Biden gives states millions to improve suicide prevention lifeline

  • The Department of Health and Human Services is awarding nearly $105 million to 54 states and territories to help states transition from the 10-digit number for the National Suicide Prevention Lifeline to a simpler "988" dialing code to call, text or chat. (Dreamstime/TNS)

WASHINGTON — As part of a Biden administration push to expand mental health resources, the Department of Health and Human Services is awarding nearly $105 million to 54 states and territories to help states transition from the 10-digit number for the National Suicide Prevention Lifeline to a simpler “988” dialing code to call, text or chat.

The money comes from the American Rescue Plan, which was signed into law last year.

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One person died by suicide every 11 minutes in 2020, according to the U.S. Centers for Disease Control and Prevention. Suicide was the second leading cause of death for children aged 10 to 14 and young adults aged 25 to 34 that year.

Along with other funds, the Biden administration is increasing federal funding of the National Suicide Prevention Lifeline by 40-fold compared to four years ago, according to the Department of Health and Human Services.

“It is imperative that states and territories partner closely with HHS to ensure the highest level of 988 contact response,” Health and Human Services Secretary Xavier Becerra said in a statement provided to The Sacramento Bee. Becerra was California’s attorney general before being tapped by President Joe Biden for the administration position.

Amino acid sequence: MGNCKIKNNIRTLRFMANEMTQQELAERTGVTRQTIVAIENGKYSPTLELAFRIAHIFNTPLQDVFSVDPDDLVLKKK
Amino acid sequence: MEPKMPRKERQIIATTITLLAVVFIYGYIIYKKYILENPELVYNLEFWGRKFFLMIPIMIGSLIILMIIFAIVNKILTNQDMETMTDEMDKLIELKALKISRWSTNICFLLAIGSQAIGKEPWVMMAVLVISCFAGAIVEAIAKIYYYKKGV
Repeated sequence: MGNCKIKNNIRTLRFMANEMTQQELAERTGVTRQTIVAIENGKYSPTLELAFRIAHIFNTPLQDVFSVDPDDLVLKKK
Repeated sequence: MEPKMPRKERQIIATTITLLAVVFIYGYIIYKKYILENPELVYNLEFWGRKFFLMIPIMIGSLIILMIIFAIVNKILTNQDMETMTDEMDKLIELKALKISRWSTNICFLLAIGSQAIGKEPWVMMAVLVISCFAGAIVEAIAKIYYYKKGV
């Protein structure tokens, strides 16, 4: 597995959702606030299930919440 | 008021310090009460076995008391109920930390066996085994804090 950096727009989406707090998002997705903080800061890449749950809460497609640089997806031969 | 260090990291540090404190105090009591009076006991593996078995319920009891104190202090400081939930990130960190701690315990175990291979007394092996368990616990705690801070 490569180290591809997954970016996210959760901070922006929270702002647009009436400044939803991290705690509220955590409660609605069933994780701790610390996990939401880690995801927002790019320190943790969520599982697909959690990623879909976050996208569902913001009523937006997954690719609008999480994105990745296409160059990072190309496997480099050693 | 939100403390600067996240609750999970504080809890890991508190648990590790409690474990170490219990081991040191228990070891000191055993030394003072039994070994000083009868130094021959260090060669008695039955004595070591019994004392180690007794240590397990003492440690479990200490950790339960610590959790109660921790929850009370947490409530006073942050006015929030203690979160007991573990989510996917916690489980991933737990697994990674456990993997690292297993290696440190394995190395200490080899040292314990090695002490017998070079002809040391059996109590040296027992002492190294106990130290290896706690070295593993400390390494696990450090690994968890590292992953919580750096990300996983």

Congress designated that the new 988 dialing code be operated through the current National Suicide Prevention Lifeline in 2020. Since then, members of the Substance Abuse and Mental Health Services Administration have met with national and local partners, crisis contact centers and behavioral health providers to facilitate the transition and improve the lifeline.

In addition to the funding, the Substance Abuse and Mental Health Services Administration has provided learning materials, such as sample videos and social media posts, for states to improve the lifeline’s services.

“Preparing for the transition to 988 is a top priority for SAMHSA,” said Miriam Delphin-Rittmon, who leads the Substance Abuse and Mental Health Services Administration. “Not only will we continue working with our federal and national stakeholders to achieve a smooth transition, but these grants demonstrate that states and territories are also critical partners in this effort.”

Improvements to the lifeline, which plans to transition to the three-digit 988 in mid-July, fall in line with the president’s stated mission to alleviate the mental health crisis. Following Biden’s State of the Union address on March 1, 2022, Becerra started a national mental health tour to learn about new ways to improve resources locally.

If you or someone you know is struggling with mental health or suicidal thoughts, please call the National Suicide Prevention Lifeline at (800) 273-8255 or text the Crisis Text Line at 741741.

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